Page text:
NONE OF THE PRESIDENTIAL CANDIDATES HAS SEEN FIT TO ADDRESS THE ISSUE OF FURTHER HOUSING FINANCE REFORM--at least as of this writing. But a speech in February by Federal Housing Finance Agency (FHFA) Director MEL WATT sure did, and maybe it will move the candidates off dead-center.
Watt, whose agency has been the conservator for Fannie Mae and Freddie Mac for an unprecedented eight years, told the Washington, D.C.-based Bipartisan Policy Center that a "lack of capital" could once again force the two government-sponsored enterprises (GSEs) to draw money from the Treasury to remain afloat.
Noting that Fannie and Freddie are required to return current profits to the Treasury under the provisions of the Senior Preferred Stock Purchase Agreements (PSPAs), he told the meeting, "[T]he enterprises will have no capital buffer and no ability to weather quarterly losses ... without making a draw against the remaining Treasury commitments."
He added, "Future draws that chip away at the backing available by the Treasury Department under the PSPAs could undermine confidence in the housing finance market."
A little background: The FHFA suspended statutory capital classifications when Fannie Mae and Freddie Mac were placed in conservatorship, and neither one is able to build capital under the provisions of the PSPAs. The agreements require each one to pay out comprehensive income generated from business operations as dividends to the Treasury Department, and the amount of funds each GSE is allowed to retain is often referred to as their "capital buffer." The buffer is available to absorb potential losses, which reduces the need for the GSEs to draw additional funding from the Treasury Department. However, based on the terms of the PSPAs, the buffer is declining each year.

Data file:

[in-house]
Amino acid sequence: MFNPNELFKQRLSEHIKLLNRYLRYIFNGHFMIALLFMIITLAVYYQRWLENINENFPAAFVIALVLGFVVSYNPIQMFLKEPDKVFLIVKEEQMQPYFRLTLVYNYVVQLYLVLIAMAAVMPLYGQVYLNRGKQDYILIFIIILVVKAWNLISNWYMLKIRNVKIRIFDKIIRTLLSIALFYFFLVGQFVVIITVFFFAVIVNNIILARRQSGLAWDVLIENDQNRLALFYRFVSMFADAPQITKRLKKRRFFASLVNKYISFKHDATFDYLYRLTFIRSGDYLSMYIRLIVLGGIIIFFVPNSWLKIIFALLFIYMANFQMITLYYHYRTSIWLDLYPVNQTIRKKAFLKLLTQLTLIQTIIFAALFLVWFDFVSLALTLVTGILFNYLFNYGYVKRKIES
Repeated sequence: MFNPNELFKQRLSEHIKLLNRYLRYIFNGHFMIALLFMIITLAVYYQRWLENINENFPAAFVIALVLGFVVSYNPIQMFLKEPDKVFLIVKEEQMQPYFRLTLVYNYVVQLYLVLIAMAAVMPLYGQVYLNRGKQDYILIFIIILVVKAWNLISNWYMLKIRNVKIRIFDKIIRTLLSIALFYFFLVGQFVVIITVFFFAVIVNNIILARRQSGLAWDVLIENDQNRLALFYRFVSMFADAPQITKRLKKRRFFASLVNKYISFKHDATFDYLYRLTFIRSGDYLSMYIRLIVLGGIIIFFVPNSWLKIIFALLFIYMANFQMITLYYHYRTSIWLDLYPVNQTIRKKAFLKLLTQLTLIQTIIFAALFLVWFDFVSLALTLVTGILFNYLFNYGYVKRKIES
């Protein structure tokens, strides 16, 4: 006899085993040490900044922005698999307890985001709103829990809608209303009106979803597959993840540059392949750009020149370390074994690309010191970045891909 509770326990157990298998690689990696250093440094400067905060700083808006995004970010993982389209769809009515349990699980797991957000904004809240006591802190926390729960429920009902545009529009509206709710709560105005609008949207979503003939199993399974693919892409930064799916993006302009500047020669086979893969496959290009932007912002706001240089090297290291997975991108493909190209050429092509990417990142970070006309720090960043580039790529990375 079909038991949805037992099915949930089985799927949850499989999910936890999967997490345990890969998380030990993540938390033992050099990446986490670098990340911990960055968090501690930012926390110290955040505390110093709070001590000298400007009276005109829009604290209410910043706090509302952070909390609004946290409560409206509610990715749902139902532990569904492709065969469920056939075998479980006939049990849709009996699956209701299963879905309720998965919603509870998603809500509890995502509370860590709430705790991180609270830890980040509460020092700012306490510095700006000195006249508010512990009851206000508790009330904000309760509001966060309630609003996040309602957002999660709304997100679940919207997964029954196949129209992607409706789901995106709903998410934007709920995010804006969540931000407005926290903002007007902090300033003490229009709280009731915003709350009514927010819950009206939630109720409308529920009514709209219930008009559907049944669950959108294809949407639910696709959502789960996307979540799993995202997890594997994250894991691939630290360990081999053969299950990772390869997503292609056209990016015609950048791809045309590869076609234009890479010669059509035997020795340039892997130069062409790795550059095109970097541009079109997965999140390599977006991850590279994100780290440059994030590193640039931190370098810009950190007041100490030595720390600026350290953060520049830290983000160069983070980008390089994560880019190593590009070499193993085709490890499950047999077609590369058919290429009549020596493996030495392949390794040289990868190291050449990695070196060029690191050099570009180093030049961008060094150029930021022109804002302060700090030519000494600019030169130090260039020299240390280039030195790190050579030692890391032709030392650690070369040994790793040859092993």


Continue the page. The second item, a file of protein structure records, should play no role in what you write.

"We are now over halfway down a five-year path toward eliminating the buffer completely," Watt said, pointing out that D-Day is Jan. 1, 2018.
During his two years as FHFA director, the former North Carolina member of the House of Representatives has had little inclination to look too far forward when it comes to the GSEs' fate--at least not publicly. But "by giving this speech," he said, "I am signaling my belief that some of the challenges and risks we are managing are escalating and will continue to do so the longer the enterprises remain in conservatorship."
If the buffer goes away and the GSEs' capital dwindles to zero, it could force them to hit up the Treasury for future draws, Watt warned. And that could undermine investor confidence in the secondary market and result in a knee-jerk reaction from lawmakers acting "in haste or without the kind of forethought" the issues should be given, he said.
You'd never know it by the statement put out by the House Financial Services Committee upon the 427-0 passage of the Housing Opportunity Through Modernization Act by the full House in early February. But the measure contains some meaningful changes to the Federal Housing Administration's (FHA's) condominium loan rules.
Those improvements hardly warranted a mention in the panel's...